Give veteran Henry Blanco, who began his pro career in 1990, an assist for Soto's performance.
"I wouldn't be doing the things I did this year if it wasn't for Henry Blanco," Soto said of the Cubs' backup catcher. "He helped me a lot and talked to me every single day, all day. He treated me like a small brother. It felt good to have a veteran guy help me the way he did on catching and game calling. He was huge for me this year. If it wasn't for him, I wouldn't be doing the things I was doing this year."
What Soto did this past season was amazing. He led all Major League rookies in RBIs and handled a veteran pitching staff, which finished with the third-lowest ERA in the league. He was the first rookie catcher to start in an All-Star Game, doing so at Yankee Stadium in July. He won NL Rookie of the Month honors twice -- in April and August. On Sept. 14, he was behind the plate for Carlos Zambrano's no-hitter.
On Sept. 18, in what Soto calls one of his highlights for the season, he delivered a game-tying, three-run homer with two outs in the ninth that forced extra innings against Milwaukee. The Cubs rallied to win, 7-6, on Derrek Lee's RBI single in the 12th. That was Soto's 23rd and last homer of the season, the most by a Cubs rookie catcher and most for any Cubs rookie since Billy Williams hit 25 in 1961.
Soto was called up in September 2007, batted .426 and impressed Cubs manager Lou Piniella enough that he started two of the team's three playoff games. In 2007, Soto was the Pacific Coast League Player of the Year. That season helped the young catcher's confidence.
"I didn't know what to expect [in the big leagues]," Soto said. "I felt scared a couple times during the season, and I didn't know what was going on. A lot of the guys helped me out psychologically. They said, 'It's the same thing, different guys.' They said, 'You're good enough to do your job.'"
Give Cubs pitcher Ryan Dempster an assist as well. He kept Soto in line.
"Day in and day out, [Dempster] said, 'You have to stay ready. Every single day, you have to be ready. Yesterday is yesterday's news. Stay ready, stay focused, stay humble. You've got to do this, be the best,'" Soto said. "He always pumped me up. He'll call me out to the mound and cuss me a little bit, but it's all part of him trying to make me better and me trying to make him better."
Soto is the fifth Cubs player to win the award and first since Kerry Wood did so his rookie season in 1998, when he posted a 13-6 record and 3.40 ERA while striking out 233. Other Cubs to win the freshman honor include Jerome Walton (1989), Ken Hubbs (1962) and Williams (1961).
His ability to handle the Cubs' pitchers should not be overlooked.
"I was surprised when I came over here and first had a chance to work with him," Chicago pitcher Rich Harden said of the young catcher. "For a rookie, he's got a very good idea back there. It's not just handling the pitching staff and calling pitches but at the plate, he's done some amazing things."
The first rookie catcher to hit at least 30 doubles and 20 homers in a single season, Soto's .504 slugging percentage ranked second among Major League catchers, trailing only Atlanta's Brian McCann.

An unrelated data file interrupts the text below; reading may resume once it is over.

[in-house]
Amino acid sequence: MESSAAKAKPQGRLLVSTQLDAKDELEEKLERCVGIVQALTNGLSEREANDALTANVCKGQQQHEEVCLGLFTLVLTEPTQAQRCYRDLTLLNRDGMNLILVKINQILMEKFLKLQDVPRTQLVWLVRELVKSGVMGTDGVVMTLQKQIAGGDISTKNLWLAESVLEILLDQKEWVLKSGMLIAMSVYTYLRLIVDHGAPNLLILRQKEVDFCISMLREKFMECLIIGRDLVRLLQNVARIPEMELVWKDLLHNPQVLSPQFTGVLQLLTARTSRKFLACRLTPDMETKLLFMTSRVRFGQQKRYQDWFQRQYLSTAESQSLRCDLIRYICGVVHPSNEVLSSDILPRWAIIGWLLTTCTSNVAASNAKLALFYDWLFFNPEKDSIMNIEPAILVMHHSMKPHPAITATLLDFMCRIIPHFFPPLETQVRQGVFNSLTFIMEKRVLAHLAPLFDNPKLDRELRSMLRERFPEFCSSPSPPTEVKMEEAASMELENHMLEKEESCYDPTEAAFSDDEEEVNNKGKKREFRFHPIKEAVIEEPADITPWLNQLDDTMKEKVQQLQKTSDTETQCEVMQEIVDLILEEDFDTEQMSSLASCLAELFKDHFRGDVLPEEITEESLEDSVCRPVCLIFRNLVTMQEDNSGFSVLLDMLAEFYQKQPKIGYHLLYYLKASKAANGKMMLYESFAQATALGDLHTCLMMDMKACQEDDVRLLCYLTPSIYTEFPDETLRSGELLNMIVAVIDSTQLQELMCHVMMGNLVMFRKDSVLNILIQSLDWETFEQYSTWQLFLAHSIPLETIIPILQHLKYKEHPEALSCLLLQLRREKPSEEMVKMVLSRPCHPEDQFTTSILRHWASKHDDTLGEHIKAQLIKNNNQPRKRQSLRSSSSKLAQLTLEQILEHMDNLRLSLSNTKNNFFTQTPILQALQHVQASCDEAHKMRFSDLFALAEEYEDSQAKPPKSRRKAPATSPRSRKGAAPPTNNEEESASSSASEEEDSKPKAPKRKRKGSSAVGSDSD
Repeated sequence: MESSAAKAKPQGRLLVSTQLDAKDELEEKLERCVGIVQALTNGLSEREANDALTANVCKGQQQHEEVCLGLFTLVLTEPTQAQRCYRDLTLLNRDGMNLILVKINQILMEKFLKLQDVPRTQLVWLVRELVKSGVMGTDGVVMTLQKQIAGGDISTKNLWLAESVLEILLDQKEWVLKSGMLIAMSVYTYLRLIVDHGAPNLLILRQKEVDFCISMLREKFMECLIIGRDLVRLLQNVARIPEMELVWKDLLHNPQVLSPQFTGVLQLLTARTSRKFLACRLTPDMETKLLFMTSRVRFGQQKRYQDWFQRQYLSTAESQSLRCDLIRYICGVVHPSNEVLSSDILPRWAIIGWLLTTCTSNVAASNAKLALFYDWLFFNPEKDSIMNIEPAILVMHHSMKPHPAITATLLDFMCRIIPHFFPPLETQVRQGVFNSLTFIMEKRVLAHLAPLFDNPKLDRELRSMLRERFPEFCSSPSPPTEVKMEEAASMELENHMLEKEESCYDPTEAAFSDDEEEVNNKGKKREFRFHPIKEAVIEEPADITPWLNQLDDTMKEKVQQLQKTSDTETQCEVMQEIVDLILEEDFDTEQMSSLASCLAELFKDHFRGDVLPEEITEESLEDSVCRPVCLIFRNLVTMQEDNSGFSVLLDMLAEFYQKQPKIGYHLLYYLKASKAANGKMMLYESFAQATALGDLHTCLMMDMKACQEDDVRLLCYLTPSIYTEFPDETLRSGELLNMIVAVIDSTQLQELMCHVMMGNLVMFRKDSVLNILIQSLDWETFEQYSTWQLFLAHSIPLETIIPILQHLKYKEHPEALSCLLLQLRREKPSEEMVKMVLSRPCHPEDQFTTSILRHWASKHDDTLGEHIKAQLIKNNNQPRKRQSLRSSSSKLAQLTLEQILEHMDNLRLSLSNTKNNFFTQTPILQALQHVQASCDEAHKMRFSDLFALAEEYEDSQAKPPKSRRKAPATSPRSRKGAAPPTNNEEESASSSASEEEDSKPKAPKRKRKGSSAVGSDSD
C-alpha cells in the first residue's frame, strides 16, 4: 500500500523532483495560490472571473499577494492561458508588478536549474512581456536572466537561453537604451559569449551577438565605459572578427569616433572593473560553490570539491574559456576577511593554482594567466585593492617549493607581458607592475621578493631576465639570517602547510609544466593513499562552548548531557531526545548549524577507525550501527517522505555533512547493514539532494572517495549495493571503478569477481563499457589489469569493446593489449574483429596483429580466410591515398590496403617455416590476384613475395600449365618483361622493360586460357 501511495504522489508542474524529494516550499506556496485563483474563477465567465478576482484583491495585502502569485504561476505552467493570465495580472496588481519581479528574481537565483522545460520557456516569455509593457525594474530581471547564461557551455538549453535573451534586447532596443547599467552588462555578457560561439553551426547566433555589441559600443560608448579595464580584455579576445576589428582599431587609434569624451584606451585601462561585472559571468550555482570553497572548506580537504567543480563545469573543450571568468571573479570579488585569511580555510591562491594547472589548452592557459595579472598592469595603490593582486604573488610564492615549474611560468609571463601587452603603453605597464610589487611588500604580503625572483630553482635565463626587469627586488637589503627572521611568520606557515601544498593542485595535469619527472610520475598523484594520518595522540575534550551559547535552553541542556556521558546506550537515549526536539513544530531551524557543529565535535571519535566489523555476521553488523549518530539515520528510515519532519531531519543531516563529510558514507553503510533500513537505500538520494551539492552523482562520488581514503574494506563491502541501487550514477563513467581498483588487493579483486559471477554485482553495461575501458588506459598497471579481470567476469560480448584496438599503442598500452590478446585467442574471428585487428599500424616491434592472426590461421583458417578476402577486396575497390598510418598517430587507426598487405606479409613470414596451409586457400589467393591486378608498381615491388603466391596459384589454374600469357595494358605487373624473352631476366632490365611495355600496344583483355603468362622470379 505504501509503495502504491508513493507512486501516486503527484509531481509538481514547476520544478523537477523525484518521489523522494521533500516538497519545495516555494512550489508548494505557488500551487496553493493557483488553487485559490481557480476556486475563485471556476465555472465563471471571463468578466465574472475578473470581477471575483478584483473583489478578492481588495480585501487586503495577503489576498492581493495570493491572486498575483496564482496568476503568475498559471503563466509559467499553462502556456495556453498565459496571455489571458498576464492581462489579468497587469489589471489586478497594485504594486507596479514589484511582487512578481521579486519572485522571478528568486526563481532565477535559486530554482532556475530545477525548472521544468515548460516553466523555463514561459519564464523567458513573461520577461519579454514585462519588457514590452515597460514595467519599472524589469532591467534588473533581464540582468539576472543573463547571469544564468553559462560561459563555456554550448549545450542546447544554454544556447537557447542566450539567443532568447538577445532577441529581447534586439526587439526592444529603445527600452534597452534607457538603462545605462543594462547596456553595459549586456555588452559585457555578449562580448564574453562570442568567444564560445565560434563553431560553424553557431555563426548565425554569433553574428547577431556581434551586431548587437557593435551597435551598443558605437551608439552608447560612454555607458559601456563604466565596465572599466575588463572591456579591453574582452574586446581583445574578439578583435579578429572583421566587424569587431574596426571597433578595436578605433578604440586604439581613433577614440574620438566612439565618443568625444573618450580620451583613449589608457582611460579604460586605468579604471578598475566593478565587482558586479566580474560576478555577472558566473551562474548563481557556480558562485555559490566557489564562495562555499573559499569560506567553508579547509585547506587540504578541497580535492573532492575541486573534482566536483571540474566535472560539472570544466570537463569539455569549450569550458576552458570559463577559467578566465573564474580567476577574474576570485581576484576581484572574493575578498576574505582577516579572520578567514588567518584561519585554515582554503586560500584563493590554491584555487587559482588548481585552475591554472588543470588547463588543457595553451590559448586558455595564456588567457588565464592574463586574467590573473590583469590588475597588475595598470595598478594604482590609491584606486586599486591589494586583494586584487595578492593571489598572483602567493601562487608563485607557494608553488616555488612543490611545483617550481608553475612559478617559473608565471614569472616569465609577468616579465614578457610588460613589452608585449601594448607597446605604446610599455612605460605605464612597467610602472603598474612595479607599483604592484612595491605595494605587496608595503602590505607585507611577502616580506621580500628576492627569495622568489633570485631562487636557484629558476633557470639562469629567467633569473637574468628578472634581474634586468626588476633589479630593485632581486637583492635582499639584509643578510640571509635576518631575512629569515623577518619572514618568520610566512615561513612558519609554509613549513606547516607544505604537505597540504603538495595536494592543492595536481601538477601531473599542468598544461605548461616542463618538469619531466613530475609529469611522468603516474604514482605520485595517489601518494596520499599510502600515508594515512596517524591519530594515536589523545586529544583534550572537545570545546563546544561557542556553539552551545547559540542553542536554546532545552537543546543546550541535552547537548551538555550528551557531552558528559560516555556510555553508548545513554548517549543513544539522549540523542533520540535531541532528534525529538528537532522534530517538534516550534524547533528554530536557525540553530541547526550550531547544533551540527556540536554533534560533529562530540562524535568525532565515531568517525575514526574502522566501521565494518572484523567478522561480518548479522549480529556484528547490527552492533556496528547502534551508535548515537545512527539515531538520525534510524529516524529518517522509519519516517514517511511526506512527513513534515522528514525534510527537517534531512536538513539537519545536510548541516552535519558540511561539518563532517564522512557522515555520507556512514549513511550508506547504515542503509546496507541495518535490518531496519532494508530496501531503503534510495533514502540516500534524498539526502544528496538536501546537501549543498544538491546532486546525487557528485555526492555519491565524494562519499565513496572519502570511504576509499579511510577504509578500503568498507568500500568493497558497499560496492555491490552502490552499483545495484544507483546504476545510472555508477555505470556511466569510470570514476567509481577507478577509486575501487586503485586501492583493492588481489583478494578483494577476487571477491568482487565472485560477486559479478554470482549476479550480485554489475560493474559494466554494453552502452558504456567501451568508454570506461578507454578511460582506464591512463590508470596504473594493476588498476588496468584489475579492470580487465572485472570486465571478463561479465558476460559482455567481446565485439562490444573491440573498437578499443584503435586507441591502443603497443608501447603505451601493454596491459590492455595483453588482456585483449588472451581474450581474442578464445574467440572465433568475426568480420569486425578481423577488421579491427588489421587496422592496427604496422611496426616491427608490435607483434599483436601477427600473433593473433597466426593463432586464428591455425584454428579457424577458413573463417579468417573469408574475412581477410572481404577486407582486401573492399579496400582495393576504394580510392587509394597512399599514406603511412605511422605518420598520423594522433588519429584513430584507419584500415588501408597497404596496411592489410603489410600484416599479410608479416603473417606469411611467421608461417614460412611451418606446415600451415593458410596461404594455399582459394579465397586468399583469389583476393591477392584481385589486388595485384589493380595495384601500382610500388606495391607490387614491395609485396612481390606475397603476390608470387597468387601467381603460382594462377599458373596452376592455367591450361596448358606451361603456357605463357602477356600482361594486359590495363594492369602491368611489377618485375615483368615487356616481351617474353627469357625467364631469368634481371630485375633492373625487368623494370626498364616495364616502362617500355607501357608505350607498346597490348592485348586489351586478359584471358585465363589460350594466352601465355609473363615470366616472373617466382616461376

If there's one downside, it's that Soto's hand still hurts even though he's had more than a month to heal.
"They called me and said, 'You're the National League Rookie of the Year.' Wow. It's a dream come true, especially to be in the same category as with some big names. I feel very humble and very honored."
-- Geovany Soto
"It was the worst hurt you could have without being injured," he said. "It was a pain I couldn't really shake. You had to give me five or six minutes and it would go away. It didn't get better because it was in my catching hand. I just had to play through it."
He's undergoing treatment still and expects to be fine by mid-December. He wasn't feeling any pain when he received the news that he'd won top rookie honors.
"[My wife] told me, 'I knew you could do this,'" Soto said. "Then I called my mom and dad. Mom was still crying when I called. She was very excited. It was a very special moment.
"I feel honored. It's kind of surreal. It hasn't sunk in yet. They called me and said, 'You're the National League Rookie of the Year.' Wow. It's a dream come true, especially to be in the same category as with some big names. I feel very humble and very honored."
There is another hurt to deal with. For the second straight year, the Cubs were swept in the NL Division Series, but Soto said he's over the loss to Los Angeles this October.
"We weren't hitting the ball or getting clutch hits, and the Dodgers came out and played hard and they simply outplayed us," he said. "They outpitched us and had clutch home runs and key home runs. We did have a better team than we showed in the playoffs, but it's not the best team on paper, it's who performs the best. We didn't do that and we got beat in three games."
There were a lot of positives this season, including Dempster's return to the rotation, Wood's successful switch to closer, Zambrano's no-hitter, Carlos Marmol's performance as a setup pitcher.
"I hope next year we play the same baseball we did this year," Soto said. "We played terrific baseball -- we won 97 games. We did a really good job. We just have to stay hot for the playoffs. We just got cold in the playoffs and didn't do what we're capable of. I think we have a great team and we'll be all right."
Spoken like a veteran.